The percentage of U.S. residents with no health coverage, or health coverage with a high deductible and no personal health account, continues to rise.

Researchers at the National Center for Health Statistics have published statistics on U.S. residents who have no health coverage, or high-deductible health coverage without health accounts, in an update based on preliminary results from 46,164 National Health Interview Study interviews conducted from January to June.

The percentage of adults ages 18 to 64 who were uninsured at the time of the interview increased to 22.4% in 2010, from 21.1% in 2009, and the percentage who had been uninsured for more than a year increased to 16.7%, from 15.4%.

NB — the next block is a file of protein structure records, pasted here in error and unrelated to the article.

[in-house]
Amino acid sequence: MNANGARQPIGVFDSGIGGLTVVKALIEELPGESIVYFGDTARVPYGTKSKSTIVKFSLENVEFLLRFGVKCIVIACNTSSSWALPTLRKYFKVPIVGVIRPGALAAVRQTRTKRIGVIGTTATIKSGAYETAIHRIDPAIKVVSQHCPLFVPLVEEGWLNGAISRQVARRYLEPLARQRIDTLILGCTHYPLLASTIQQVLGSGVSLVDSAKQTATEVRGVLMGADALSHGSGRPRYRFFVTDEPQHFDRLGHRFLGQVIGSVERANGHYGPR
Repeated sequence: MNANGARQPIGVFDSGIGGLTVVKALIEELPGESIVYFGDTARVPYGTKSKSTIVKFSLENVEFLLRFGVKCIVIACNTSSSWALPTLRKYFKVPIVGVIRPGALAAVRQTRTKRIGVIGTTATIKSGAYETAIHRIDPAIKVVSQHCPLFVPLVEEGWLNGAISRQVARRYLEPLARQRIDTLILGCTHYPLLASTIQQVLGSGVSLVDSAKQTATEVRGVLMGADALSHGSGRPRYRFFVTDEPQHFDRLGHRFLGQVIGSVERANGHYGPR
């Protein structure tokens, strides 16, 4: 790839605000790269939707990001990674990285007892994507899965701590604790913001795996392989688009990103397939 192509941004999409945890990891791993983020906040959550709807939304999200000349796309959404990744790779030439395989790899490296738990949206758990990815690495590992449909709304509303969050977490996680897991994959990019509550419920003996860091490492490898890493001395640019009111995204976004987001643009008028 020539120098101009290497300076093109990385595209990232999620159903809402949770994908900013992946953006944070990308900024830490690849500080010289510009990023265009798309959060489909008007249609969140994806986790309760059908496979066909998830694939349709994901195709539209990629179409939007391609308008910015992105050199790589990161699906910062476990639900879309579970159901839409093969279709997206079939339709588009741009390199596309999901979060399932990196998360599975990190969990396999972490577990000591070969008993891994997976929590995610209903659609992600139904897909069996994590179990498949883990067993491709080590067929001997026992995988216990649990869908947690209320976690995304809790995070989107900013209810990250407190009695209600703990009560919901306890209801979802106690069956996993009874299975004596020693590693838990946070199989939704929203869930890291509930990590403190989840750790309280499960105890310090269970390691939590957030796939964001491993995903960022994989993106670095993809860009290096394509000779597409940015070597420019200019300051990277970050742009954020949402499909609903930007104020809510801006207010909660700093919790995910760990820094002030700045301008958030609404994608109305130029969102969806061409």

Researchers defined a high-deductible health plan (HDHP) as a private health plan with an annual deductible of at least for $1,200 for an individual or $2,400 for a family, adjusted annually for inflation. The percentage of privately insured U.S. residents under age 65 who had an HDHP with no health savings account or health reimbursement arrangement increased to 18.1% in 2010, from 15.9% the year before. The percentage of residents with an HDHP combined with a personal health account increased to 7.6%, from 6.6%.

The percentage of U.S. residents with private coverage has been dropping every year since at least 1997, and that decline continued between 2009 and 2010. The percentage with public coverage also dropped.

In another, related report, researchers at the U.S. Centers for Disease Control and Prevention say the percentage of U.S. adults ages 18 and older who say they are current smokers dropped to 19.9%, from 20.6%.